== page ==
denison
united church
of christ
sunday worship at 11:00 am
 
Open
11:00 am-2:00 pm
closed
Monday and thursday

216 631-0904 • info@denisonucc.org

9900 Denison Avenue • Cleveland, OH 44102

  • White Instagram Icon
  • White YouTube Icon
  • White Facebook Icon
Yoshiko Ikuta, 1928-2019
Friend, Sister, Activist
I met Yoshiko in a WILPF (Women's International League for Peace and Freedom) meeting. We were both serving on the Board. Through some difficult moments Yoshiko was committed to speaking truth to the situation, her insights were clear and honest. She was trained in psychology and knew how to use that training. We worked together as co-chairs of the anti-war/disarm committee, through the many wars the US is and has been involved in.
In 2005 Yoshiko and I travelled to Bolivia for the International WILPF meeting and again we collaborated on what positions we might take during the meetings with women from many countries.
All this is to add to the fact that we were just good friends, enjoyed laughing, gossiping, conspiring, and eating. When I came to Cleveland we always met and had a meal.
So I appreciated Yoshiko's spirit, her fearlessness, and her clear understanding of her own history as a Japanese born American. She quietly and with strong spirit went about the business of trying to bring some justice to her community and our country.
Marge Van Cleef, Philadelphia, PA
Eulogy

 

There are a lot of things that everyone knows about my mom. That she was born in Japan, and came to get her Master’s degree in social work at Case Western Reserve University. That she was a social worker, a family therapist, and most of all, an activist for peace and justice. That Women Speak Out was not just an organization for which she worked tirelessly; it was her sisterhood, her extended family of shared values and commitment. That it’s hard to imagine a Hiroshima/Nagasaki event, a Peace Show, a holiday bazaar, or a Saturday protest at the West Side Market, or really, any major protest in this town without her.  That she loved music and the arts, and became an accomplished painter late in life. That she had a sunny, upbeat attitude and a wide circle of friends and admirers.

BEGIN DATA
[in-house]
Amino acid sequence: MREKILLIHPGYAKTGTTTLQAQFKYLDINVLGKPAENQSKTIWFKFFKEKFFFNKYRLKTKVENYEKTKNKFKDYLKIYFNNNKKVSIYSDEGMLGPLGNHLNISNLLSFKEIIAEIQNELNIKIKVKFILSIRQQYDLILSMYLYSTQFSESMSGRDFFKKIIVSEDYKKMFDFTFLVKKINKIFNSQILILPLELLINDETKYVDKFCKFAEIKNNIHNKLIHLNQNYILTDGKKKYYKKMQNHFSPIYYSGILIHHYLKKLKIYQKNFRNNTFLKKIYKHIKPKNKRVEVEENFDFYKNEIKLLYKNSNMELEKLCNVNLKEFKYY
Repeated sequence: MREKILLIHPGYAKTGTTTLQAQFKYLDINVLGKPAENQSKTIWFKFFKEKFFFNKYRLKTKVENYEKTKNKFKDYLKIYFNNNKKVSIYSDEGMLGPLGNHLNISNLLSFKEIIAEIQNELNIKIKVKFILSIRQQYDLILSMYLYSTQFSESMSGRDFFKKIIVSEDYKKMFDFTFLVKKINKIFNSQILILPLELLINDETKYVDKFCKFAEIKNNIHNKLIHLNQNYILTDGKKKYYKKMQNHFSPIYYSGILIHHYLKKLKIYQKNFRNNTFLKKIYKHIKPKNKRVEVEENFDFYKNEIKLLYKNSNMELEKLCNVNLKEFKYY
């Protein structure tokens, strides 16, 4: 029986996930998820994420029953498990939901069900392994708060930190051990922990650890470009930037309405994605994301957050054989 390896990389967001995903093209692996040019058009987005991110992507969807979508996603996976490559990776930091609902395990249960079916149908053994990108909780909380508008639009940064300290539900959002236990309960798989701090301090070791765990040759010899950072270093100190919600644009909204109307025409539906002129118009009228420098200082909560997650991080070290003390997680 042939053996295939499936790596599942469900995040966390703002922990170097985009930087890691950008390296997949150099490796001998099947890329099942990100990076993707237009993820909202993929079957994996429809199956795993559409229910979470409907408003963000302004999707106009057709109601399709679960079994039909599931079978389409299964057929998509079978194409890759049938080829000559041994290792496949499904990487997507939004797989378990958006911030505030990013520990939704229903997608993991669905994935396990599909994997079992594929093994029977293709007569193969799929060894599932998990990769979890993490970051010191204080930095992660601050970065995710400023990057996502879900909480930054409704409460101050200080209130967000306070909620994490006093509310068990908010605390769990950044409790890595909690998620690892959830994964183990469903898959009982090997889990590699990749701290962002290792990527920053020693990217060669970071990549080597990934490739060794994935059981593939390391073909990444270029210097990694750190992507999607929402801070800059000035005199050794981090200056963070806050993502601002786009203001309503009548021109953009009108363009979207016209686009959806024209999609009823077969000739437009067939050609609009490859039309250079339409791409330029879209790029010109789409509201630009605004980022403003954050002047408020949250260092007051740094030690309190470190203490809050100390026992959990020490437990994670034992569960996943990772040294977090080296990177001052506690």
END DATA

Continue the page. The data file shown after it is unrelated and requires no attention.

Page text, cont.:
You may also know that she went to Doshisha University, had a cousin, Naozumi Yamamoto, who was a well-known music conductor with a syndicated TV show in Japan; and that she had been a classmate of Takako Doi, the Socialist Party leader of Japan; that she had a brother named Akiyoshi; and she was born in Kobe -- at least that’s what her passport says.

 

So it was with a little perplexity that in her last week of life, I re-read, in her memoirs, that she was born in Osaka. When I asked whether she was really from Kobe or Osaka, she gave a furtive, sideways glance, laughed uncomfortably, and just said, vaguely, that it was kind of between both cities. Kobe, being a port city, was a much more cosmopolitan, interesting place, while Osaka was better known for hustling for money. Her memoirs a clear -- she was born in Osaka and moved to Kobe in the mid-1930’s. Note: if there are things about your life want to keep vague, don’t document them in your memoirs.